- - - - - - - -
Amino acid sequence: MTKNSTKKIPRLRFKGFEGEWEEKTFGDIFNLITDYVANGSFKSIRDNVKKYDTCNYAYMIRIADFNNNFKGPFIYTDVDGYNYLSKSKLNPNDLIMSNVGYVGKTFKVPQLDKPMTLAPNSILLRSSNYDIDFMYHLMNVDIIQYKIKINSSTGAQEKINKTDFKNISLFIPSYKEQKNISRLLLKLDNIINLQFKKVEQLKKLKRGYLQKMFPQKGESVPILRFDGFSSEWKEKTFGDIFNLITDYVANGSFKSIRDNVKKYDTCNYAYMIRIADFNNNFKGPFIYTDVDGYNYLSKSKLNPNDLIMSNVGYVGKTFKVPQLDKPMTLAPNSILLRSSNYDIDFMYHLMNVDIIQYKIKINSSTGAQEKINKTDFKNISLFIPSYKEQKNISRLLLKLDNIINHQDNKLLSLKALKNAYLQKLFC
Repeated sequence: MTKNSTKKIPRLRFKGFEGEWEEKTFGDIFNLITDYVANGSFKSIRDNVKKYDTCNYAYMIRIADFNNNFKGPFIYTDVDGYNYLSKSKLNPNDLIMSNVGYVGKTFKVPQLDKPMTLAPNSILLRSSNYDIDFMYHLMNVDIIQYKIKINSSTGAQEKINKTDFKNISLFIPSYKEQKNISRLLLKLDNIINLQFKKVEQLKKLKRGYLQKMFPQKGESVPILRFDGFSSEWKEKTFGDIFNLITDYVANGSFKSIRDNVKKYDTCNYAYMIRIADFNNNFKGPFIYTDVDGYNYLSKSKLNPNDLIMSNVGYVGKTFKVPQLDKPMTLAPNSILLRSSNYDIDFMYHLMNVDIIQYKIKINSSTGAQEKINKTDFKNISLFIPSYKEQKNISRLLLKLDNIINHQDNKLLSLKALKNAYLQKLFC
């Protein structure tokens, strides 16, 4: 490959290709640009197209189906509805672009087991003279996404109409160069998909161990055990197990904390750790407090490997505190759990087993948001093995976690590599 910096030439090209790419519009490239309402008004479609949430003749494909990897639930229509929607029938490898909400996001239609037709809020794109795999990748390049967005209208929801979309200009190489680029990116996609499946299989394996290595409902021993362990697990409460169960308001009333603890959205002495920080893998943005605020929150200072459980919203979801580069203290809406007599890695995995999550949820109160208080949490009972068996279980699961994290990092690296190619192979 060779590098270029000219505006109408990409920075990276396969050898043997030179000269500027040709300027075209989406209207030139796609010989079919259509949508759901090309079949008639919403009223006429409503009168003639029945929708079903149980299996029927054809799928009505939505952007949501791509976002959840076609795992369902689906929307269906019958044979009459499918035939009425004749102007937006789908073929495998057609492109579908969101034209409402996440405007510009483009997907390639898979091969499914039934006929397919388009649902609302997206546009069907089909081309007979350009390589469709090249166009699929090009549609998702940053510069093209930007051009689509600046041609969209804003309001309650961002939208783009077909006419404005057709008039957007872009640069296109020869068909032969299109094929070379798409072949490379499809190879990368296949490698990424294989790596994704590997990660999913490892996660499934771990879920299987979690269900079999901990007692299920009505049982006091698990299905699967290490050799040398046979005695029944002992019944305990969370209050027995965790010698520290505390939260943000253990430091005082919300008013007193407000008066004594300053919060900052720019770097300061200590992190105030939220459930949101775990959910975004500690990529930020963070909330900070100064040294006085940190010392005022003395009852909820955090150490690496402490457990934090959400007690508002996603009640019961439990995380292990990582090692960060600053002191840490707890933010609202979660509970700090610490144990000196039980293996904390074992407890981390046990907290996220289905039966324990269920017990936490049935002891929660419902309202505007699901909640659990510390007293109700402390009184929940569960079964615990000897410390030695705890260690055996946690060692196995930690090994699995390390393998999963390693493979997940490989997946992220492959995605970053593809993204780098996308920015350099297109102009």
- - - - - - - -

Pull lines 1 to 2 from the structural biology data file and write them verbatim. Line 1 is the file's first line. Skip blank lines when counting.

Amino acid sequence: MTKNSTKKIPRLRFKGFEGEWEEKTFGDIFNLITDYVANGSFKSIRDNVKKYDTCNYAYMIRIADFNNNFKGPFIYTDVDGYNYLSKSKLNPNDLIMSNVGYVGKTFKVPQLDKPMTLAPNSILLRSSNYDIDFMYHLMNVDIIQYKIKINSSTGAQEKINKTDFKNISLFIPSYKEQKNISRLLLKLDNIINLQFKKVEQLKKLKRGYLQKMFPQKGESVPILRFDGFSSEWKEKTFGDIFNLITDYVANGSFKSIRDNVKKYDTCNYAYMIRIADFNNNFKGPFIYTDVDGYNYLSKSKLNPNDLIMSNVGYVGKTFKVPQLDKPMTLAPNSILLRSSNYDIDFMYHLMNVDIIQYKIKINSSTGAQEKINKTDFKNISLFIPSYKEQKNISRLLLKLDNIINHQDNKLLSLKALKNAYLQKLFC
Repeated sequence: MTKNSTKKIPRLRFKGFEGEWEEKTFGDIFNLITDYVANGSFKSIRDNVKKYDTCNYAYMIRIADFNNNFKGPFIYTDVDGYNYLSKSKLNPNDLIMSNVGYVGKTFKVPQLDKPMTLAPNSILLRSSNYDIDFMYHLMNVDIIQYKIKINSSTGAQEKINKTDFKNISLFIPSYKEQKNISRLLLKLDNIINLQFKKVEQLKKLKRGYLQKMFPQKGESVPILRFDGFSSEWKEKTFGDIFNLITDYVANGSFKSIRDNVKKYDTCNYAYMIRIADFNNNFKGPFIYTDVDGYNYLSKSKLNPNDLIMSNVGYVGKTFKVPQLDKPMTLAPNSILLRSSNYDIDFMYHLMNVDIIQYKIKINSSTGAQEKINKTDFKNISLFIPSYKEQKNISRLLLKLDNIINHQDNKLLSLKALKNAYLQKLFC